About Curlew

Curlew belong to a group of birds known as “waders”, because they spend parts of their life wading in shallow waters. Curlew spend the winter in coastal areas - around the UK they can be found on mudflats and estuaries in large flocks, sometimes numbering into the thousands. But these apparently large numbers mask a serious conservation issue.

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In the summer, curlew migrate to their breeding grounds. Historically, curlew were found breeding across Britain - in meadows, marshes and arable fields where they are now rarely seen. Today, their breeding range has contracted and they are more often thought of as a bird of the uplands, breeding on moorland areas and farms around the hill edge. The UK’s breeding curlew population has halved in the last 25 years.

This decline has also been recorded in most of the other countries where curlew breed. It is estimated by the International Union for the Conservation of Nature (IUCN) that worldwide there has been a 20-30% reduction in curlew breeding numbers in the past 15 years. Curlew are now considered to be “vulnerable” on the European red list, meaning that the species face a high risk of extinction.

The UK plays an important role in shaping curlew conservation, because we support important breeding and overwintering populations. With a fifth of the world’s curlew in winter, and around a quarter of the world’s breeding pairs in spring and summer, what happens to the curlew in the UK will have substantial consequences for the future of the species.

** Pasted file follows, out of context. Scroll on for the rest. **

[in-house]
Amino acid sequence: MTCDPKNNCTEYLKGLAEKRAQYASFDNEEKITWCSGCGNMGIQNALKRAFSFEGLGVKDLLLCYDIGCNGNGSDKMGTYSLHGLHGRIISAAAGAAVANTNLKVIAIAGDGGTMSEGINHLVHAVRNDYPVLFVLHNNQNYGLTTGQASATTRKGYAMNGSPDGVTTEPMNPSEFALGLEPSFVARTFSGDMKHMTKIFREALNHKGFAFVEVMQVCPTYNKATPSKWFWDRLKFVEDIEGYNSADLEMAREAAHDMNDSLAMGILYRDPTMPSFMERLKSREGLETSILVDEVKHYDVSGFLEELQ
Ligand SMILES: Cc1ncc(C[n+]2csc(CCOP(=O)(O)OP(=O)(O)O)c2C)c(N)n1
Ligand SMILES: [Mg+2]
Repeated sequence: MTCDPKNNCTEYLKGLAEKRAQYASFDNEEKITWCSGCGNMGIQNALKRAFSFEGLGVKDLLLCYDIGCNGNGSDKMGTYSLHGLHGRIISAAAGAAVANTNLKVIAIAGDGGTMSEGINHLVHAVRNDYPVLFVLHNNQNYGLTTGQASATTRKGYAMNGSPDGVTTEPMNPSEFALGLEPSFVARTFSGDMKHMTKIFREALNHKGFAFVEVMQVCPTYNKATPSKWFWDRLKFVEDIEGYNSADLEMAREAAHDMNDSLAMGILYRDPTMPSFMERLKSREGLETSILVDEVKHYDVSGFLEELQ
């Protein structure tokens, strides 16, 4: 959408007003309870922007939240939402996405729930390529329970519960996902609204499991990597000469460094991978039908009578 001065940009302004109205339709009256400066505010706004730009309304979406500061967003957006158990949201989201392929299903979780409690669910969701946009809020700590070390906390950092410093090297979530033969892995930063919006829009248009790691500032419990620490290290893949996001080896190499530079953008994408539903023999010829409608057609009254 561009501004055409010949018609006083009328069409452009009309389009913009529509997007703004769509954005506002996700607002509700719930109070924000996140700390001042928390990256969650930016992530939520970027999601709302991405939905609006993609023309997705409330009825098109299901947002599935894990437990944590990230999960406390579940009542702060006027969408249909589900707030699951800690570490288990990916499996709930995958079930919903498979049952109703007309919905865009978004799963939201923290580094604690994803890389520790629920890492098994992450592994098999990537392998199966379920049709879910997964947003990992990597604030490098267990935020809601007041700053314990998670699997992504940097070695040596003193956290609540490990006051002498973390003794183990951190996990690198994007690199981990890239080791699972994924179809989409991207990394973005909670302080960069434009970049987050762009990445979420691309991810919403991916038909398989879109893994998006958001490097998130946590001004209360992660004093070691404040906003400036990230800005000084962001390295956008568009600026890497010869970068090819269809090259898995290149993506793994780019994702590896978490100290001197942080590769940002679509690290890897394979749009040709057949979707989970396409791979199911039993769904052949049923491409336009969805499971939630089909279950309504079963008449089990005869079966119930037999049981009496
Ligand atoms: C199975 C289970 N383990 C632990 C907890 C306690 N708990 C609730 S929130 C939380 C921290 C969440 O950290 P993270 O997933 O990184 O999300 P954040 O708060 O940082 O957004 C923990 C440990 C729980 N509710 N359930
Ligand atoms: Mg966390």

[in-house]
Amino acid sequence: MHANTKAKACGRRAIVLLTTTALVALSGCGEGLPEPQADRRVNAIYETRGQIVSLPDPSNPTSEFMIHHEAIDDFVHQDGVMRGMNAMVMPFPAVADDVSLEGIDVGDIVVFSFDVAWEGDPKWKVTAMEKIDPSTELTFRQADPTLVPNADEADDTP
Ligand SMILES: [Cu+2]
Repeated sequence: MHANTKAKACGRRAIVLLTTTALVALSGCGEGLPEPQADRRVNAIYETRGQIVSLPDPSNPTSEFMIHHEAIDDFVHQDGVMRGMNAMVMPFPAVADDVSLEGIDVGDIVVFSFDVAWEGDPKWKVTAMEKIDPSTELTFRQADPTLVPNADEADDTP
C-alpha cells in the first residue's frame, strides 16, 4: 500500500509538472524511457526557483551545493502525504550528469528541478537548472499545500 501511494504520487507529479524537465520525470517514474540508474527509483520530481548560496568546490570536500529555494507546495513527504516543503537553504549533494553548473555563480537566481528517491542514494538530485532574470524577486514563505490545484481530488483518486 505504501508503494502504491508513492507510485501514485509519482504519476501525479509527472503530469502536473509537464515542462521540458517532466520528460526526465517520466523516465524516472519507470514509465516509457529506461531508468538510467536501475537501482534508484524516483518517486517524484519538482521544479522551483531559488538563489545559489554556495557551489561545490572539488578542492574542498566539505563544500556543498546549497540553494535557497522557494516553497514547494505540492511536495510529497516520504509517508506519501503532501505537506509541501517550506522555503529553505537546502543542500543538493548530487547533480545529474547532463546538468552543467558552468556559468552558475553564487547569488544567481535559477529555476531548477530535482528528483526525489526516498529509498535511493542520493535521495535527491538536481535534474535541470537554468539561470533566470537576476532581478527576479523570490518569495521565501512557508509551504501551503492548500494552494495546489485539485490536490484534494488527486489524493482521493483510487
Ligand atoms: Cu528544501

Although curlew are declining across the UK, this loss has been most dramatic in the lowlands. The UK’s so-called “southern curlew”, those birds nesting below an imagined line passing through Birmingham (see map), are now estimated at only 250-300 pairs. If nothing changes, it is thought that these birds will be gone in eight years.

There are many reasons for the hard times that curlew face – including loss and fragmentation of breeding habitat, increased nest and chick predation, afforestation, human disturbance and nest destruction due to agricultural activities. Many of these are felt more keenly in the lowlands, and therefore the South of the UK, than in the uplands.

Curlew was added to the UK red list in in December 2015, and it is argued to be the most pressing bird conservation priority in the UK. The famously evocative and previously familiar call of the curlew is becoming increasingly rare, and may very soon be lost in southern England and Wales.

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Conserving Courlew Pages 400What's inside your FREE guide

✓ Introduction - a species in decline
✓ Pressures on breeding
✓ High levels of nest and chick predation
✓ Agricultural nest destruction
✓ Breeding curlew facts
✓ What can I do?
✓ Summary & key points

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Conserving the curlew


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